Titled simply “NYC,” it’s set against the backdrop of 1981 New York and focuses squarely on the city’s thriving gay community. As anyone with even a basic knowledge of queer cultural history already knows, it’s a heady time and place for a gay man to be – but it’s also a time and place on the cusp of soon-to-descend devastation.

For most of the show’s characters, however, AIDS is not even a blip on the horizon, at least not yet. Instead, they’re facing a different kind of plague: a wave of grisly murders, targeting gay men, has left a growing pile of dismembered bodies in its wake, and to make matters worse, the NYPD seem uninterested in doing anything about it – or rather, most of them do. Patrick (Russell Tovey), a closeted police detective, has been cautiously pressing his superiors to take the situation more seriously, but it hasn’t been enough to nudge them into action; it also hasn’t been enough for his lover, Gino (Joe Mantello), an out-and-proud journalist who has made the mysterious killings into his paper’s No. 1 cause, and for whom Patrick’s refusal to share information about the case for fear of being “outed” has become a sore spot in their relationship.

The stalemate may be about to give way, though. When a young man named Adam (Charlie Carver) shows up at the station to report his roommate’s disappearance after a night of cruising in the Ramble, Patrick breaks his silence at home and tells Gino about the incident, encouraging him to pursue the story and giving him a lead to follow, and embarking on a clandestine investigation of his own; likewise, Adam, resolving to find his missing friend after having his concerns dismissed by the police, traces a scrap of a clue to Theo (Isaac Powell), a rising-star photographer, and his art dealer boyfriend Sam (Zachary Quinto), whose dark secrets may or may not be connected with the murders. Meanwhile, somewhere in the “gayborhood,” a killer still lurks, and the body count continues to climb.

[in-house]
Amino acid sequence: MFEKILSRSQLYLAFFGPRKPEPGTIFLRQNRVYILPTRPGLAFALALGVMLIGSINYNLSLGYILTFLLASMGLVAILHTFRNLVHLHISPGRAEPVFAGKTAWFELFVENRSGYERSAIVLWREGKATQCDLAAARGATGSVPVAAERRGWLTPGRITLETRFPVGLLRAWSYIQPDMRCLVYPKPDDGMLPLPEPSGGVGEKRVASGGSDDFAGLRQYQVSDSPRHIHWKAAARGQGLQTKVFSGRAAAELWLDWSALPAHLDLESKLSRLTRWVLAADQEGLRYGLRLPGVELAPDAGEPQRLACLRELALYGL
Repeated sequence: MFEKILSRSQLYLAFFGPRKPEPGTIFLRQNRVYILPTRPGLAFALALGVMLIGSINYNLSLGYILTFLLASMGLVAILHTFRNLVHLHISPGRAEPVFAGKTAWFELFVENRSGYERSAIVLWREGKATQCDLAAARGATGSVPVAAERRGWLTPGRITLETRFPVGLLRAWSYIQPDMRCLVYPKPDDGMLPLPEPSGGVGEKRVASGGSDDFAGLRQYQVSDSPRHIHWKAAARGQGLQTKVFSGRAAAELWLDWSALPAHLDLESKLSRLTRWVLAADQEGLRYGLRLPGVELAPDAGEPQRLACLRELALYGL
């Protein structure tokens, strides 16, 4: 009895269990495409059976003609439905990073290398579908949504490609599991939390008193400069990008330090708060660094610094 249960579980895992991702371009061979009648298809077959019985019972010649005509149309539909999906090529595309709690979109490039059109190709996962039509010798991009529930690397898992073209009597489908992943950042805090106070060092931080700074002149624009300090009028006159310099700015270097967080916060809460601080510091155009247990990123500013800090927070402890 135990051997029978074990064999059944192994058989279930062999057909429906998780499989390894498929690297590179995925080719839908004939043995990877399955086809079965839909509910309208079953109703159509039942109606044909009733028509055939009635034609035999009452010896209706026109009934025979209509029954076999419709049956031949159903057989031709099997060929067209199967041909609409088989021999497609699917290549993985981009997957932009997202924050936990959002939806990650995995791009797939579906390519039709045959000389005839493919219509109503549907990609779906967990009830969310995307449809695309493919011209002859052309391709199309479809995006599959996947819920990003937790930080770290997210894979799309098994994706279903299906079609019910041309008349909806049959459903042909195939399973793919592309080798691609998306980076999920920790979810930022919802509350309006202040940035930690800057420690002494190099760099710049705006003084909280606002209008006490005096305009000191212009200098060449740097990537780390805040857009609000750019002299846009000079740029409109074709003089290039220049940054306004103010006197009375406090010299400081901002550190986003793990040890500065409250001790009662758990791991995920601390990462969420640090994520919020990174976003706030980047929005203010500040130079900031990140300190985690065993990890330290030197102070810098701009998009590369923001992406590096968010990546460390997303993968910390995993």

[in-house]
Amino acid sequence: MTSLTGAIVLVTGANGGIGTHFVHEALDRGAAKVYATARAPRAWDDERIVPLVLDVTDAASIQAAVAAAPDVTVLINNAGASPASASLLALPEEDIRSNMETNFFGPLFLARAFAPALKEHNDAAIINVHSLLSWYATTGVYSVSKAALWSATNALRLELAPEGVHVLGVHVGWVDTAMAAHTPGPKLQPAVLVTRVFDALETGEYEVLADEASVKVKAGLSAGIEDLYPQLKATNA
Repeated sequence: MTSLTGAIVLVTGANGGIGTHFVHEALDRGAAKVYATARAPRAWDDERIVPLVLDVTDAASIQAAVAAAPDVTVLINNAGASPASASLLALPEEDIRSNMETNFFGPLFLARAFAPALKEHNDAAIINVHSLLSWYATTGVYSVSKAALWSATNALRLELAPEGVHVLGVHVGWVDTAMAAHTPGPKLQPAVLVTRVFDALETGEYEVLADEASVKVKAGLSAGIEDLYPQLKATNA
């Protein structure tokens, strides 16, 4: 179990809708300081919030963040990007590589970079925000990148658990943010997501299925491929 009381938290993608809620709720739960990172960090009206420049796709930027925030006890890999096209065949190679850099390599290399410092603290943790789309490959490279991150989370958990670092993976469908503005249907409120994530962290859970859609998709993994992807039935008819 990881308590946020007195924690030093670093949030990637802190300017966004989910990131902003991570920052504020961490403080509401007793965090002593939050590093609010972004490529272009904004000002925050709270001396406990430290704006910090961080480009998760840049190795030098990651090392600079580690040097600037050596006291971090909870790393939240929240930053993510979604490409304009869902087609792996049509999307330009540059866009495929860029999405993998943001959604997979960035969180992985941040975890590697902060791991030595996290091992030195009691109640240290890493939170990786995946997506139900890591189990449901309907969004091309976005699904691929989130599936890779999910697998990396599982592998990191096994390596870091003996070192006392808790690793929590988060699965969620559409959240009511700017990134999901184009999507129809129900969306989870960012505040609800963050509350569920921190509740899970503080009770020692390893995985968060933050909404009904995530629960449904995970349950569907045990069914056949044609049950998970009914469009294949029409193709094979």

If you’re thinking that the story – written by Murphy and frequent creative collaborator Brad Falchuk – is an allegory in which the hunt for a fictional serial killer (a favorite “AHS” trope) is used as a metaphor for the AIDS crisis, you’re probably not wrong. That doesn’t mean that AIDS doesn’t exist in this “AHS” version of the early ‘80s; a side story featuring epidemiologist Dr. Hannah Wells (Billie Lourd), glimpsed only briefly so far, has broached the subject of the disease, and it seems likely to become a big part of whatever endgame the show’s creators have in mind.

That endgame is anyone’s guess. “AHS” has a reputation for throwing everything against the wall and seeing what sticks; almost every season has left the gate with a provocative premise and an intriguing bundle of ideas – and while some have thrillingly lived up to their potential and others have devolved into a self-indulgent mess (though viewers’ assessment of which is which may vary wildly, depending on which viewer you ask), even the best of them have usually allowed at least one or two threads to trail off and disappear. “NYC,” at this early stage, could go either way or land somewhere in between.